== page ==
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The complexity of poverty in Canada

Jim Silver, University of Winnipeg

This blog post marks the occasion of the International Day for the Eradication of Poverty on October 17. For more information about this day, go here.

Over the past 40 years poverty in Canada has become increasingly complex, racialized and often intergenerational. It is about much more than a shortage of income. It is also about poor housing, poor health, low educational outcomes, social exclusion, racism and colonialism, all of which interact with and reinforce each other, aggravating the problem. This complex poverty is often internalized, with those who experience it blaming themselves for their problems, resulting in low levels of self-esteem and self-confidence and in many cases a lack of hope for a better future. The self-blame and lack of hope—reinforced by the common “blame the victim” understanding of poverty—have the effect of...

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Who is telling our stories? Canadian millennials in literature and the humanities

 

Kofi Hope, Rhodes Scholar, Doctor of Philosophy in Politics & Managing Director, Community Empowering Enterprises

On July 14, Go Set a Watchman will be released to the general public, a sequel of sorts to Harper Lee’s To Kill a Mockingbird.  Few works of literature have had a more profound role in shaping conversations on race in the 20th century than To Kill a Mockingbird

For my part, I read the book in 1999 as a grade 10 student in Mississauga.  While...

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On National Aboriginal Day, what does reconciliation mean to you?

Jean-Paul Restoule, Associate Professor of Aboriginal Education at OISE/University of Toronto

Remember when National Aboriginal Day was called National Aboriginal Solidarity Day? Just weeks after the Truth and Reconciliation Commission (TRC) released its final report, we would do well to consider the critical role solidarity plays in reconciliation.

Achieving genuine reconciliation between Aboriginal and non-Aboriginal peoples in Canada is a responsibility we all share. We can’t wait for our governments or our administrative heads to make change.  ...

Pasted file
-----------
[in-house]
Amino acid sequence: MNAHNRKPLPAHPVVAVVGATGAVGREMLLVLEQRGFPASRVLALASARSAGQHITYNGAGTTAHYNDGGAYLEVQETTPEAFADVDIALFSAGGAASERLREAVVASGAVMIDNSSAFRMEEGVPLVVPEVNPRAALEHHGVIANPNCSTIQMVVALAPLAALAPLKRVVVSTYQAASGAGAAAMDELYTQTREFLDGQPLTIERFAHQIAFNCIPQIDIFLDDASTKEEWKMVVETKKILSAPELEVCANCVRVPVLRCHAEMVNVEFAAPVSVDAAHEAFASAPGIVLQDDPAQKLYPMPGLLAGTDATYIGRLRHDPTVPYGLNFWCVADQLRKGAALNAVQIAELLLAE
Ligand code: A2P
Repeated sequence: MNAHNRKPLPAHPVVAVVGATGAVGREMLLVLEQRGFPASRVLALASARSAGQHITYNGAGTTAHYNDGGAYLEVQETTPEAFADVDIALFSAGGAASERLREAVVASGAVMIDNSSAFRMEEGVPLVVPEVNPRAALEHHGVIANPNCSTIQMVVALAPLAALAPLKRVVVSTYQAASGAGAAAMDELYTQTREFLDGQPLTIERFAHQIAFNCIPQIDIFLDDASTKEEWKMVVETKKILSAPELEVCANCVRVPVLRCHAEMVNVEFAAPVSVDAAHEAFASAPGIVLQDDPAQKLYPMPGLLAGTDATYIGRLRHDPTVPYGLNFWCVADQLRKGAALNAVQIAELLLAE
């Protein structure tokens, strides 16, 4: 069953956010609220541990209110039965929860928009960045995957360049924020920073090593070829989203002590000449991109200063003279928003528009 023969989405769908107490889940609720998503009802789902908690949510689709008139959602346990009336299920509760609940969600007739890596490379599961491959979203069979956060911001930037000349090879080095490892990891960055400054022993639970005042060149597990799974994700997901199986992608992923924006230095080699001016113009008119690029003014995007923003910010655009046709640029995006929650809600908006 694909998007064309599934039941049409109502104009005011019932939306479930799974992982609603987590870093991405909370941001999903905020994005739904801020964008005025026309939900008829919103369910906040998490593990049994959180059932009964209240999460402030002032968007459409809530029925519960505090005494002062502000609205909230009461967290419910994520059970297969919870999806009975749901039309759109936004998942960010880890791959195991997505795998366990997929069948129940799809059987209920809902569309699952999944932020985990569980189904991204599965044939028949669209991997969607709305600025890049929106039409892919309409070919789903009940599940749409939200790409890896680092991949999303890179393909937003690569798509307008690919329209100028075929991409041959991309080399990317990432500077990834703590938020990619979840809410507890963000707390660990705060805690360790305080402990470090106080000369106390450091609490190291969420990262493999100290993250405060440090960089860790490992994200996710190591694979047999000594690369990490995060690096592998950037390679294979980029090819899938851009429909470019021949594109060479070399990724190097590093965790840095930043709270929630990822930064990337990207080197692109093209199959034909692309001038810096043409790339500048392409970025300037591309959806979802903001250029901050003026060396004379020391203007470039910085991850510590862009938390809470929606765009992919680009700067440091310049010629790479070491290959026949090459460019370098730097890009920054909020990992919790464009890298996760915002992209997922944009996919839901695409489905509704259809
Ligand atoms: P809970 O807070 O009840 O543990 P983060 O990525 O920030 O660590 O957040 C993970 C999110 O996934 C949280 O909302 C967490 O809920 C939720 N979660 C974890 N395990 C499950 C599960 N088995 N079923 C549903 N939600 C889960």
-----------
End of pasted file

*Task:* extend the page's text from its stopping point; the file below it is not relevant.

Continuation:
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Telling your research story - make it accessible!

Victoria Hawkins, student blogger at Congress 2015

We all dread the presenter who reads directly from the slides or paper in a monotone voice. Worse still is when that monotone voice uses heavy jargon that no one outside the field will understand. 

Shari Graydon says “scholars are trained to be critical and they apply that to their assessment of colleagues”. The resulting pressure encourages presenters to read from their papers “because that way they’ll get every single sentence right”.  The result is glazed-over eyes, even among the audience members who understand the content.

Graydon’s Career Corner workshop "Ideas Matter: Telling Your Research Story" focussed on the engagement of a broader audience. By choosing...

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SSH News: April 23, 2015 (Budget Edition)

 

This week, SSH News is focusing on the response to the federal budget announcement by different groups and individuals in Canadian higher education and the media. Cette semaine, SSH News se concentre sur la réponse à l'annonce du budget fédéral par différents groupes et individus dans l'enseignement supérieur et les médias au Canada: 

Federation of the Humanities and Social Sciences | Fédération des sciences humaines
Federal budget 2015 invests in research and innovation | Le budget fédéral 2015...